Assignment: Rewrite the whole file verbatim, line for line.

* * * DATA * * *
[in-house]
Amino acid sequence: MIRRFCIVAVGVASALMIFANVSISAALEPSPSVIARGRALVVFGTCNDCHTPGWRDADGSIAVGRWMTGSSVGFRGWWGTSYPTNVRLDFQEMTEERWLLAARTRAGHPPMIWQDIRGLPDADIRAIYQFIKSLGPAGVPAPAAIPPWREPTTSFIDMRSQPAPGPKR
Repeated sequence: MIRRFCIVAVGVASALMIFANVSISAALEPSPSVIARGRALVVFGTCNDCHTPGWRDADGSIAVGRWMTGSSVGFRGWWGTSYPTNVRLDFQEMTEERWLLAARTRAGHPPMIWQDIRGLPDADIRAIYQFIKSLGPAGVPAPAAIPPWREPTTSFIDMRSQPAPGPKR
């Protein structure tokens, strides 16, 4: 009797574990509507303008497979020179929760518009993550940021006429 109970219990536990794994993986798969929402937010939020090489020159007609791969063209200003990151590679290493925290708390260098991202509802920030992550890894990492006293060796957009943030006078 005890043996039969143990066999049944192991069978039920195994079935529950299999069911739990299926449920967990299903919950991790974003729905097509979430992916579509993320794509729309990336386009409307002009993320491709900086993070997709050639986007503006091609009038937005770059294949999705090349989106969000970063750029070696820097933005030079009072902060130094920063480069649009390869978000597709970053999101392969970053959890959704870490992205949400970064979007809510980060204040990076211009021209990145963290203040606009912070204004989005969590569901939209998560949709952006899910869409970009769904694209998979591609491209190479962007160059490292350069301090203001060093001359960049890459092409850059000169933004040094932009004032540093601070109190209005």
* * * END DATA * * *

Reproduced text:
[in-house]
Amino acid sequence: MIRRFCIVAVGVASALMIFANVSISAALEPSPSVIARGRALVVFGTCNDCHTPGWRDADGSIAVGRWMTGSSVGFRGWWGTSYPTNVRLDFQEMTEERWLLAARTRAGHPPMIWQDIRGLPDADIRAIYQFIKSLGPAGVPAPAAIPPWREPTTSFIDMRSQPAPGPKR
Repeated sequence: MIRRFCIVAVGVASALMIFANVSISAALEPSPSVIARGRALVVFGTCNDCHTPGWRDADGSIAVGRWMTGSSVGFRGWWGTSYPTNVRLDFQEMTEERWLLAARTRAGHPPMIWQDIRGLPDADIRAIYQFIKSLGPAGVPAPAAIPPWREPTTSFIDMRSQPAPGPKR
């Protein structure tokens, strides 16, 4: 009797574990509507303008497979020179929760518009993550940021006429 109970219990536990794994993986798969929402937010939020090489020159007609791969063209200003990151590679290493925290708390260098991202509802920030992550890894990492006293060796957009943030006078 005890043996039969143990066999049944192991069978039920195994079935529950299999069911739990299926449920967990299903919950991790974003729905097509979430992916579509993320794509729309990336386009409307002009993320491709900086993070997709050639986007503006091609009038937005770059294949999705090349989106969000970063750029070696820097933005030079009072902060130094920063480069649009390869978000597709970053999101392969970053959890959704870490992205949400970064979007809510980060204040990076211009021209990145963290203040606009912070204004989005969590569901939209998560949709952006899910869409970009769904694209998979591609491209190479962007160059490292350069301090203001060093001359960049890459092409850059000169933004040094932009004032540093601070109190209005």